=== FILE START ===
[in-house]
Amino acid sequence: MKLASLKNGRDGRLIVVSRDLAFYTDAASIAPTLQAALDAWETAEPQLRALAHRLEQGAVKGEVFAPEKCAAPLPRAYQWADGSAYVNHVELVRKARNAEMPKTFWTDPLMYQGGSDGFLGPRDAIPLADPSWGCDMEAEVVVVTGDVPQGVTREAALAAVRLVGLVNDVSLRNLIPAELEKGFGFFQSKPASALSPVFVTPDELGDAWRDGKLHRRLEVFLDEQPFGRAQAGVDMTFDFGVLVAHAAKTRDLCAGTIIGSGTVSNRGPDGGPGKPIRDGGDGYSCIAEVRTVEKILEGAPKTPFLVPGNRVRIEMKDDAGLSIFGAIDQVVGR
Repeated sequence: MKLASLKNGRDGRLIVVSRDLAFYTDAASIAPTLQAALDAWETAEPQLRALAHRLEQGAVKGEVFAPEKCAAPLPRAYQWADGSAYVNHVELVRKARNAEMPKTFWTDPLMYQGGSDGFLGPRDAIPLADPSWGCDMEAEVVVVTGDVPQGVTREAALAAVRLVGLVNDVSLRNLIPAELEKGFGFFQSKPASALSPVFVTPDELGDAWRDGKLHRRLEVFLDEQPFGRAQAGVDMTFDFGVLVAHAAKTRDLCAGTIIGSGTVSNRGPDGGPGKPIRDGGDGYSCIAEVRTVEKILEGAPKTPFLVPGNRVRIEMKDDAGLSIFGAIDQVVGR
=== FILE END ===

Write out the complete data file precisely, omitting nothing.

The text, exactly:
[in-house]
Amino acid sequence: MKLASLKNGRDGRLIVVSRDLAFYTDAASIAPTLQAALDAWETAEPQLRALAHRLEQGAVKGEVFAPEKCAAPLPRAYQWADGSAYVNHVELVRKARNAEMPKTFWTDPLMYQGGSDGFLGPRDAIPLADPSWGCDMEAEVVVVTGDVPQGVTREAALAAVRLVGLVNDVSLRNLIPAELEKGFGFFQSKPASALSPVFVTPDELGDAWRDGKLHRRLEVFLDEQPFGRAQAGVDMTFDFGVLVAHAAKTRDLCAGTIIGSGTVSNRGPDGGPGKPIRDGGDGYSCIAEVRTVEKILEGAPKTPFLVPGNRVRIEMKDDAGLSIFGAIDQVVGR
Repeated sequence: MKLASLKNGRDGRLIVVSRDLAFYTDAASIAPTLQAALDAWETAEPQLRALAHRLEQGAVKGEVFAPEKCAAPLPRAYQWADGSAYVNHVELVRKARNAEMPKTFWTDPLMYQGGSDGFLGPRDAIPLADPSWGCDMEAEVVVVTGDVPQGVTREAALAAVRLVGLVNDVSLRNLIPAELEKGFGFFQSKPASALSPVFVTPDELGDAWRDGKLHRRLEVFLDEQPFGRAQAGVDMTFDFGVLVAHAAKTRDLCAGTIIGSGTVSNRGPDGGPGKPIRDGGDGYSCIAEVRTVEKILEGAPKTPFLVPGNRVRIEMKDDAGLSIFGAIDQVVGR